My Secret Cookbook Gems


After yesterday’s cookbook slaughter, I thought I’d steer the blog to sweeter waters and talk about a subject I’ve never addressed on the blog before: my secret cookbook gems.

No, I’m not talking about books that I actually cook from. Those would be my favorite cooking cookbooks and you can find those on the lower right hand corner of the page under the heading “The Amateur Gourmet Recommends.” These books, my secret cookbook gems, are the ones with the most sentimental value: the ones that I cherish the most, the ones I’d grab first if the apartment was on fire.

Most of these books come with stories and that’s part of what makes them so special.

For example, the book in the above photo–“The Artists & Writers Cookbook”–ranks highest on my list of secret cookbook gems. A few years ago, I made the acquaintance of the brilliant playwright (and creator of “Brothers & Sisters”) Jon Robin Baitz. We had lunch at Brooklyn Fish Camp and made a date to have him over for dinner.

That dinner, which came a few weeks later, featured a pork loin from Suzanne Goin’s Sunday Suppers at Lucques as well as an heirloom tomato salad, and Robbie (his preferred nickname) came bearing gifts. One of those gifts was the book you see above: The Artists & Writers Cookbook.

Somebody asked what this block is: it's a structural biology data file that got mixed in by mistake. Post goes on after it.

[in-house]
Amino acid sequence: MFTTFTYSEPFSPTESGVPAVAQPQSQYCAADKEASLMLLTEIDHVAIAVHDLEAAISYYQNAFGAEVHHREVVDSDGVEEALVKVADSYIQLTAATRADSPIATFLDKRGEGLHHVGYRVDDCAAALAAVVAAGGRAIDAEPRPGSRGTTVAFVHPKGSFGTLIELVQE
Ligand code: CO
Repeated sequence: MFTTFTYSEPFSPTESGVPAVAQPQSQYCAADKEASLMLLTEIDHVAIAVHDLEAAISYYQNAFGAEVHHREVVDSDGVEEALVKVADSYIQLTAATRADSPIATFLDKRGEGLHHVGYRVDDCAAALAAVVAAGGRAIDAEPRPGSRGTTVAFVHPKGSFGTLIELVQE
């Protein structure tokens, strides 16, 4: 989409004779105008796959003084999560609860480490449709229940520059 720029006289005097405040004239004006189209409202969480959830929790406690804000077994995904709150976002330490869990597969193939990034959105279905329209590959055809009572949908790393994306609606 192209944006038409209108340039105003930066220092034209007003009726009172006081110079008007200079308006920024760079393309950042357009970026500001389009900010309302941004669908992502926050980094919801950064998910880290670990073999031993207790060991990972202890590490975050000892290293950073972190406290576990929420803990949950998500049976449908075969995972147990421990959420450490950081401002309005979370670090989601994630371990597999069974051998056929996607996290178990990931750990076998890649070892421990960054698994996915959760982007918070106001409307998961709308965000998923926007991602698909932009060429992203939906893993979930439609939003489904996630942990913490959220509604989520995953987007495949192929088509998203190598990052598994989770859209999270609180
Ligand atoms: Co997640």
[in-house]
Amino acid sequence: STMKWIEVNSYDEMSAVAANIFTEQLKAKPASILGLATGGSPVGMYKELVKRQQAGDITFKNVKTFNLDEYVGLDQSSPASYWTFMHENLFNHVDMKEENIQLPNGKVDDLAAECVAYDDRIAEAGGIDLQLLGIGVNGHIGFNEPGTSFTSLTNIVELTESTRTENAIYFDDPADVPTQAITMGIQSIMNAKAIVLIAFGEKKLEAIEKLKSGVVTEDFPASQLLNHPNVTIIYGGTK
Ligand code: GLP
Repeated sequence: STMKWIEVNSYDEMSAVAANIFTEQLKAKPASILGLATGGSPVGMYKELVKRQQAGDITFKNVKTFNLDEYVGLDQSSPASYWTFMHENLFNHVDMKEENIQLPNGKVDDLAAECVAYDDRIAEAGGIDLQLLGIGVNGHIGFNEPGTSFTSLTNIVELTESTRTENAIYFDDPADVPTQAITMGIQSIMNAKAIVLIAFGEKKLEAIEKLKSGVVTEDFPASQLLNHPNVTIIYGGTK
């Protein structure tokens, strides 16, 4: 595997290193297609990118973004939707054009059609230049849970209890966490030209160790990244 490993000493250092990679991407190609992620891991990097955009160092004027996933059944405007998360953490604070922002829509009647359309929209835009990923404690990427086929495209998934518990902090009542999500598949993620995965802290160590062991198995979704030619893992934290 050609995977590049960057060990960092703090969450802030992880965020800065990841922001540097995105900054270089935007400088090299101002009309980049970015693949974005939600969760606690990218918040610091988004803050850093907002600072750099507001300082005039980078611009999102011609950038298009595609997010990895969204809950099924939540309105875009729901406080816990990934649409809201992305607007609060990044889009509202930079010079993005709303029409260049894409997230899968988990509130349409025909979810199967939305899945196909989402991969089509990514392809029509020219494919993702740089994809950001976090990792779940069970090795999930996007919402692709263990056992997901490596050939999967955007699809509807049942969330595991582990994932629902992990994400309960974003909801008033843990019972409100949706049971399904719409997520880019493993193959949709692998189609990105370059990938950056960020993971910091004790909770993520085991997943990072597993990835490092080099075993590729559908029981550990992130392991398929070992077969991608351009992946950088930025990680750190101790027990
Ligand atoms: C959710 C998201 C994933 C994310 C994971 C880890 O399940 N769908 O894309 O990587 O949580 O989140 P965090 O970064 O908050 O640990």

I love this book. There’s something ancient and mystical about it, as if in there were recipes that included snips and snails and puppy dogs tails. Actually, that’s kind of tame compared to what you’ll actually find: recipes from some of the worlds great artists and writers, their names engraved into the cover once you lift it out of the box it comes in:


The book is beautifully illustrated, with gorgeous prints and bold green pages every now and then:


There’s an introduction by Alice B. Toklas (more on her later) and contributions from the likes of John Keats, Katherine Anne Porter, Richard Olney, Pearl S. Buck, and Paul Bowles. My favorite entry comes from Man Ray, who writes: “A Menu for a Dadaist Day.” Here’s an excerpt:

“Dejeuner. Take the olives and juice from one large jar of prepared green or black olives and throw them away. In the empty jar place several steel ball bearings. Fill the jar with machine oil to prevent rusting. With this delicacy serve a loaf of French bread, 30 inches in length, painted a pale blue.”